The Incredible Machine

I keep thinking about this Kieslowski fragment. I admit I don’t remember much of the rest of the movie. This fragment is more or less all I carried away. The puppet master and the dying ballerina. They are joined, related, married into something altogether different. In the artistry of an artist. Speaking of which, the artistry of a bookseller was always a bit fuzzy, complicated. Are we just the guys that push coins over the front desk? Or is there still some magic in little bookshops, those few remaining ones?

My friend Natasha sent me a link to this Rube Goldberg video. I watched it once. A couple of days later I decided to take another look.

It is his face that is so beautiful. He is from another planet, no? The way I understand it is that the whole construction of the incredible machine relates to the rational side of personality. Yours, mine, doesn’t matter. Rationality makes all these incredible bridges and not always the easiest and the most logical connections. It doesn’t always get you where you want and the way you want it. But it does protect the creative inner being. That is important. As long as I can manage to protect my inner being and keep it as innocent, as curious and as alive as this guy’s beautiful face – Book Depository and Amazon can both go to hell. I’ll keep constructing my incredible machine. Whatever the twist, turn or shape it may take.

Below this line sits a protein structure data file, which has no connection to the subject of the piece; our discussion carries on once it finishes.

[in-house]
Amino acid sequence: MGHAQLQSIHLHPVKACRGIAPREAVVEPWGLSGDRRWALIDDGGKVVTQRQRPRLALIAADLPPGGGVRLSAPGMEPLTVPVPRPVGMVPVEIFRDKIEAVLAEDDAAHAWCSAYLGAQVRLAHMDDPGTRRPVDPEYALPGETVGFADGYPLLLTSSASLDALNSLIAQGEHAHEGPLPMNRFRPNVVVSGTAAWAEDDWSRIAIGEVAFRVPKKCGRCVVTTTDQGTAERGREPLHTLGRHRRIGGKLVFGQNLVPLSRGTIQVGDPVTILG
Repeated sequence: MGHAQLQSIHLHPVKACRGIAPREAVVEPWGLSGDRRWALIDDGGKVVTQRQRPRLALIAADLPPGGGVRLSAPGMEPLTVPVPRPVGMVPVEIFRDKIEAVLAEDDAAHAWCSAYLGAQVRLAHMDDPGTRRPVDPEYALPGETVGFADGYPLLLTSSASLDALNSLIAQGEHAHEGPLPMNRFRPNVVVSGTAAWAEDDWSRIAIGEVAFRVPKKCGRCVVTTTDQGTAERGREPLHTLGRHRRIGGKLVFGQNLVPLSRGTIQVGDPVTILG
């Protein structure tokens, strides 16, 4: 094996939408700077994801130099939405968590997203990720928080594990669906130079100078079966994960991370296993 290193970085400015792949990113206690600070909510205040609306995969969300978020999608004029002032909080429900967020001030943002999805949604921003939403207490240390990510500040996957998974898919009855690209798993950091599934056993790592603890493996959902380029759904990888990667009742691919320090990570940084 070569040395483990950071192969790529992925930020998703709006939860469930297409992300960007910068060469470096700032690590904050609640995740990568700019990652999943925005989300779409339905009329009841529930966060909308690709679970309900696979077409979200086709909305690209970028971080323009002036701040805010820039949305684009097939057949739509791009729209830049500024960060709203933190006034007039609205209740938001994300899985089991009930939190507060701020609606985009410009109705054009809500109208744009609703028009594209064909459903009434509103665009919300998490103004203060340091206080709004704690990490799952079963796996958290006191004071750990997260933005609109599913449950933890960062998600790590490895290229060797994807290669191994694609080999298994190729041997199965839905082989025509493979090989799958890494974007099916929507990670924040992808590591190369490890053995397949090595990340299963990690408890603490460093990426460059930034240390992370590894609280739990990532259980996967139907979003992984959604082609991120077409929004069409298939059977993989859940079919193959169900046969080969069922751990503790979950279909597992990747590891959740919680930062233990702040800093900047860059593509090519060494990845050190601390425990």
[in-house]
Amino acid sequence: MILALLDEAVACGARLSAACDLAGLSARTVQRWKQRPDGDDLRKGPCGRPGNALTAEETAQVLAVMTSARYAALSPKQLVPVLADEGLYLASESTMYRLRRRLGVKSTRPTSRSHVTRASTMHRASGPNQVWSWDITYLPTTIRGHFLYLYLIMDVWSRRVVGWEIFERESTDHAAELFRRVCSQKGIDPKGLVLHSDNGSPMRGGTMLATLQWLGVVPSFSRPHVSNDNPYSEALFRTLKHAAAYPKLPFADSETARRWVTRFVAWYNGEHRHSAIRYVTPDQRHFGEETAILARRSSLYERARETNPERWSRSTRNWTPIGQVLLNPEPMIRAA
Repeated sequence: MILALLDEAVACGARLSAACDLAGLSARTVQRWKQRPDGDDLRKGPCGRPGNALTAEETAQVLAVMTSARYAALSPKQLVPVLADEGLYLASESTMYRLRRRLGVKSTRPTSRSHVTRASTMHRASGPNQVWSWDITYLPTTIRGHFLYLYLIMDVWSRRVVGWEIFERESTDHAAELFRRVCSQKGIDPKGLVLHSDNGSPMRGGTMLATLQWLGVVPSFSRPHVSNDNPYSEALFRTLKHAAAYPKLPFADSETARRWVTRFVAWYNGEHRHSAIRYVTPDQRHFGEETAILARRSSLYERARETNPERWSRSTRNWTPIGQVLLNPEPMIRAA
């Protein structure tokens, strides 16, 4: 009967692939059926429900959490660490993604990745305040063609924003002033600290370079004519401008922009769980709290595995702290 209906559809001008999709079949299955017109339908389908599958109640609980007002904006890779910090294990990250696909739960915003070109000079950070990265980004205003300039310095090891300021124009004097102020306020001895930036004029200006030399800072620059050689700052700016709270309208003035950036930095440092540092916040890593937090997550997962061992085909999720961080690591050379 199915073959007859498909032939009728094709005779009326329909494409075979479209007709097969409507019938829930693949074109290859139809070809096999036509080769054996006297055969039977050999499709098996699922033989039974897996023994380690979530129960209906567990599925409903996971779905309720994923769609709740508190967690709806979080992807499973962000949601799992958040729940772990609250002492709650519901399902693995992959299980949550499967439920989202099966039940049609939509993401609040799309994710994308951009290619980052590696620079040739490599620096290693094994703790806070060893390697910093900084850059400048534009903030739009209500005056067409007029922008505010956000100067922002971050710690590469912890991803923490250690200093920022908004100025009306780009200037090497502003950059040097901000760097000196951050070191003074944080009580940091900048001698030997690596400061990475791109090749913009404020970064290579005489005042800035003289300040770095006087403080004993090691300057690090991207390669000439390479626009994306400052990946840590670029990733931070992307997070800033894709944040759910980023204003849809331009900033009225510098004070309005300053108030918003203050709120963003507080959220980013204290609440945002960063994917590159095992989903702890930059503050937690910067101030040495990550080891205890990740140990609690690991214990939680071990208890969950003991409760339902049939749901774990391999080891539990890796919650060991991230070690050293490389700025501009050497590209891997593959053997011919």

On Wednesday we went dark together with thousands of web sites all across the universe. It might look a bit funny or pretentious. Such a small and insignificant bookshop joins the protest. After all, we make our living by selling intellectual property and yet we seemingly disagree with the act that is supposed to stop piracy. Well, I tend to agree with Cory Doctorow that no level of piracy justifies the proposed measures.

I’ve read this nice piece about how independent booksellers should stop trying to compete with online retailers. A day or two later I ran into this email from a disillusioned publisher employee. Very interesting. One of the problems I see is that the complete book industry pricing system has been turned obsolete. It was originally designed to appreciate each and every single creative input in the bookselling network. Now the list price mutated into a mere concept, useful psychological tool in the hands of big players and a heavy burden around the necks of independents.

I followed links to articles pro and contra independent bookshops. I’ve learned that Ann Patchett, American novelist has recently opened a bookshop. She could not stand living in a city without a single bookshop.

On my hyper-walks I stumbled upon this lovely independent bookshop that opened in 2011 in Rockland, Maine, USA, town of less than eight thousand inhabitants.

In real life, I happened to walk past Smetumet window on Celovška and liked it a lot. And I continued to read 1Q84. Slowly.